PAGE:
Photo Credit: Wikimedia / Anthony Quintano
Secular New Year's Eve in NYC's iconic Times Square. (archive)

New York City is bracing for the hundreds of thousands of tourists and residents who flock into iconic Times Square to watch the crystal ball drop down during the annual New Year’s Eve celebration.

This year, the city is also bracing for what Mayor Eric Adams warned Wednesday will be an “added concern” over pro-Hamas demonstrations that are expected to disrupt the celebrations.


“Everyone looks for events like this if they want to do bad things,” Adams told reporters at a briefing on Tuesday.

“There’s an added concern because of some of the protests you have been seeing, and there was an attempt to disrupt the tree lighting, and we’re sure that there’s going to be some type of attempt this year to use that stage for some other concerns that people are having. The Police Department did an amazing job during the tree lighting to mitigate any form of major disruptions, and they’re going to do it this year,” Adams said.

The “other concerns” were an oblique reference to the hundreds of pro-Hamas demonstrations that have been taking place throughout the city since October 7th, when the Hamas terrorist organization invaded southern Israel, torturing, beheading, raping, mutilating, burning and slaughtering more than 1,200 people while kidnapping and dragging 250 others into Gaza captivity.

The terrorist organization has said unequivocally that it intends to repeat the October 7th attack “again and again and again” until its operatives succeed in annihilating the State of Israel and its Jews. In response, the Israel Defense Forces are waging war against the Gaza terrorists for the survival of the Jewish State.

“There’s something that’s known in policing, particularly when there’s some type of terrorist action, of secondary devices, things like that, they want to draw attention from one area to go to a specific target area, we’re really exercising our mental muscles to make sure that does not happen,” Adams said.

“But lone wolves are challenging. Like the individual, the perpetrator last year, he wasn’t on anyone’s radar. His assault on those two police officers, you just, you have to be ready for those unpredictable circumstances. It’s a real herculean task to manage that number of people without being heavy handed but being protective,” he said.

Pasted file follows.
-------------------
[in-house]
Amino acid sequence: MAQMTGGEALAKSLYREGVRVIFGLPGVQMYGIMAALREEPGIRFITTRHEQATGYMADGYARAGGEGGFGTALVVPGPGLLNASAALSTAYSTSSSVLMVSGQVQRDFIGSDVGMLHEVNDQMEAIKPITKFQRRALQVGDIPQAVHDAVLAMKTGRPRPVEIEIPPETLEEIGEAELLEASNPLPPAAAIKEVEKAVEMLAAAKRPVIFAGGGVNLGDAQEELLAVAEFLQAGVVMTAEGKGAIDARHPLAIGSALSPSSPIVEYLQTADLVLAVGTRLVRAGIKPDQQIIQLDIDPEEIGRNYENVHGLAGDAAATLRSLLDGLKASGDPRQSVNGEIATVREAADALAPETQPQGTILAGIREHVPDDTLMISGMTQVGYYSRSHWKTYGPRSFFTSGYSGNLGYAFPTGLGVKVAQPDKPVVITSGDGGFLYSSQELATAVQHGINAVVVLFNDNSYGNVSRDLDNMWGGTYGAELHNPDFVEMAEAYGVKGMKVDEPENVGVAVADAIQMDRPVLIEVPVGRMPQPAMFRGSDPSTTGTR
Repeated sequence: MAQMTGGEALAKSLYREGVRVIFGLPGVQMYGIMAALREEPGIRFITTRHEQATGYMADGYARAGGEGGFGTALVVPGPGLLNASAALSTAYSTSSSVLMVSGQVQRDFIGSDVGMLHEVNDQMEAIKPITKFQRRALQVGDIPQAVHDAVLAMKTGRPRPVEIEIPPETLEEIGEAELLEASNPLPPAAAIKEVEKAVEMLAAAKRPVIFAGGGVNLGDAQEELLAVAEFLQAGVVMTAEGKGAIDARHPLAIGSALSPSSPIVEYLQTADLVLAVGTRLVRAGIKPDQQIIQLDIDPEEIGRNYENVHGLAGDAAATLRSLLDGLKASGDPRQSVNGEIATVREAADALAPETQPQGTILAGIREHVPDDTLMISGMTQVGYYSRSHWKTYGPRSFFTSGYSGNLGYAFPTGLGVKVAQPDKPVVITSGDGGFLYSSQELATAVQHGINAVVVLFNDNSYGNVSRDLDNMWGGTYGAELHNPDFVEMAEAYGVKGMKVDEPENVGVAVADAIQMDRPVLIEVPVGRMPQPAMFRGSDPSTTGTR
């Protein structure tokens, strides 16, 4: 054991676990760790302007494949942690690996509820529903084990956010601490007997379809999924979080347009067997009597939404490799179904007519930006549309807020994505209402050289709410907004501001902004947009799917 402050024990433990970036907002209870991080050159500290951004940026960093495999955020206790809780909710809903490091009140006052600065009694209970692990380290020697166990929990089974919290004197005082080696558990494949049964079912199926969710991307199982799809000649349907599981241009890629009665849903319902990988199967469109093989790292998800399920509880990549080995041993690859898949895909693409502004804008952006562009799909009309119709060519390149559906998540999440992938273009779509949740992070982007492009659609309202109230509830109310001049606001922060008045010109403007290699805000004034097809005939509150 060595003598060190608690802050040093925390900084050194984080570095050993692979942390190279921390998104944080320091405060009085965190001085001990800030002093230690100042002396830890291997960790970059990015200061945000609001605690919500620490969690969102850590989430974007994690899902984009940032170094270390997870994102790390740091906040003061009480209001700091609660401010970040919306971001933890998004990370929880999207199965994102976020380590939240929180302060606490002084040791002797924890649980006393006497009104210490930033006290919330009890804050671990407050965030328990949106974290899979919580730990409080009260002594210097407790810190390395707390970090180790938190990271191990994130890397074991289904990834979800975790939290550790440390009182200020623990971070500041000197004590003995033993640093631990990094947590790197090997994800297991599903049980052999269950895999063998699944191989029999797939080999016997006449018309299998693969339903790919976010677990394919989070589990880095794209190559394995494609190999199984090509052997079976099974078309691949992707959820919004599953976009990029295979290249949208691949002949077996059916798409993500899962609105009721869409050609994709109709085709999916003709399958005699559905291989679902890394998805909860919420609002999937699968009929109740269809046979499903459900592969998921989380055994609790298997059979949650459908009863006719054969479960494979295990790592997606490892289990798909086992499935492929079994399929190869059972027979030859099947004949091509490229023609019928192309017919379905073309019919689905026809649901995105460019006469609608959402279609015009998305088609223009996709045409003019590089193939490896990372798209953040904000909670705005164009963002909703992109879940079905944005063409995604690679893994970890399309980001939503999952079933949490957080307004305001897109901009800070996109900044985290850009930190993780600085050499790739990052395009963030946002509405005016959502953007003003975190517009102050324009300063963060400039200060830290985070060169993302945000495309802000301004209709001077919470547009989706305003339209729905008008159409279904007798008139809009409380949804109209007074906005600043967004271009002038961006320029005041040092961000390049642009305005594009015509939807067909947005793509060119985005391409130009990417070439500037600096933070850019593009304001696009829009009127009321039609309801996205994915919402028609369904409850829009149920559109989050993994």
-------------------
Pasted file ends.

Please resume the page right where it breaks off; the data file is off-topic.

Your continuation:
Earlier this year, the NYPD entered into a negotiated agreement on how it polices protests; Black Lives Matter protests in particular. The settlement forced NYPD to change the way it handles protests.

“The judge basically, you know, said you all need to come to an agreement,” Adams said. “I don’t believe that people should be able to just take over our streets and march in our streets. I don’t believe people should be able to take over our bridges. I just don’t believe you can run a city this complex where people can just do whatever they want,” Adams said.

“The decision that came out of that agreement, I thought it put us on a very troubling direction,” the mayor said. “And now you’re seeing it. You see 1,000 people go to Grand Central station, decided they want to just close down Grand Central station or they want to sit in the street in front of Times Square.

This past Monday, NYPD was forced to call a Level Three high-level mobilization when a protester started spray painting “hateful terminology” at a Starbucks in the city, “riling up the crowd,” the mayor said. “When police went in to take action, others started joining in. These are very volatile situations,” Adams noted.

“You can’t embolden those people who are watching what’s playing out in New York City. People come from all over the country. A lot of our agitators are outside people who come from all over the country and embed themselves into peaceful protests to rile up the crowd.”

Since October 7th, there have been 483 anti-Israel protests in the city, with more than 161,000 screaming their hate for the Jewish State.

Most of the protesters were peaceful, the mayor said. “But you’re seeing a small pocket of people who are now becoming part of the protest who are really trying to rile up the crowd and we can’t tolerate and accept that,” he warned.

“When people do things peacefully, it’s fine,” Adams said. “But all you need is a small pocket of people … that can disrupt a peaceful protest. And they’re there for one reason — to disrupt.”


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Hana Levi Julian is a Middle East news analyst with a degree in Mass Communication and Journalism from Southern Connecticut State University. A past columnist with The Jewish Press and senior editor at Arutz 7, Ms. Julian has written for, and other media outlets, in addition to her years working in broadcast journalism.